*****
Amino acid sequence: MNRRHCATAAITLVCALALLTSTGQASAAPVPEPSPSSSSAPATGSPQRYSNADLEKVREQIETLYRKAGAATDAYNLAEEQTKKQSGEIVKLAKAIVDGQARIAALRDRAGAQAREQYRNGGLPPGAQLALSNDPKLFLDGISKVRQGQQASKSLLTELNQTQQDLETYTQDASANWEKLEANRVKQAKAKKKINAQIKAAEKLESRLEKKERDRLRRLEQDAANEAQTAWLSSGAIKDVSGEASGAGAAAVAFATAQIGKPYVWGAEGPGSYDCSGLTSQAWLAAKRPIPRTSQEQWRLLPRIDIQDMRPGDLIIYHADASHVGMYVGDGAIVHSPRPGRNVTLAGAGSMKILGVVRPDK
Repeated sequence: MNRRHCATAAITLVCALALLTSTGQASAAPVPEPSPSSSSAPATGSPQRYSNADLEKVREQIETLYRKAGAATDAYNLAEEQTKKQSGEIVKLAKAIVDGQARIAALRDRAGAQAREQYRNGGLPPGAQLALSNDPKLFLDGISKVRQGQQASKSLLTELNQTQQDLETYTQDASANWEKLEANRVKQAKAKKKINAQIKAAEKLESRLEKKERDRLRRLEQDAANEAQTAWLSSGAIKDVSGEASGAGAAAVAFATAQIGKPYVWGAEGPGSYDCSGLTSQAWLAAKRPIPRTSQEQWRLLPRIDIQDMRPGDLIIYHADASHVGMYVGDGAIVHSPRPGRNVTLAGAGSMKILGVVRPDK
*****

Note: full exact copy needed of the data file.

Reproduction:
Amino acid sequence: MNRRHCATAAITLVCALALLTSTGQASAAPVPEPSPSSSSAPATGSPQRYSNADLEKVREQIETLYRKAGAATDAYNLAEEQTKKQSGEIVKLAKAIVDGQARIAALRDRAGAQAREQYRNGGLPPGAQLALSNDPKLFLDGISKVRQGQQASKSLLTELNQTQQDLETYTQDASANWEKLEANRVKQAKAKKKINAQIKAAEKLESRLEKKERDRLRRLEQDAANEAQTAWLSSGAIKDVSGEASGAGAAAVAFATAQIGKPYVWGAEGPGSYDCSGLTSQAWLAAKRPIPRTSQEQWRLLPRIDIQDMRPGDLIIYHADASHVGMYVGDGAIVHSPRPGRNVTLAGAGSMKILGVVRPDK
Repeated sequence: MNRRHCATAAITLVCALALLTSTGQASAAPVPEPSPSSSSAPATGSPQRYSNADLEKVREQIETLYRKAGAATDAYNLAEEQTKKQSGEIVKLAKAIVDGQARIAALRDRAGAQAREQYRNGGLPPGAQLALSNDPKLFLDGISKVRQGQQASKSLLTELNQTQQDLETYTQDASANWEKLEANRVKQAKAKKKINAQIKAAEKLESRLEKKERDRLRRLEQDAANEAQTAWLSSGAIKDVSGEASGAGAAAVAFATAQIGKPYVWGAEGPGSYDCSGLTSQAWLAAKRPIPRTSQEQWRLLPRIDIQDMRPGDLIIYHADASHVGMYVGDGAIVHSPRPGRNVTLAGAGSMKILGVVRPDK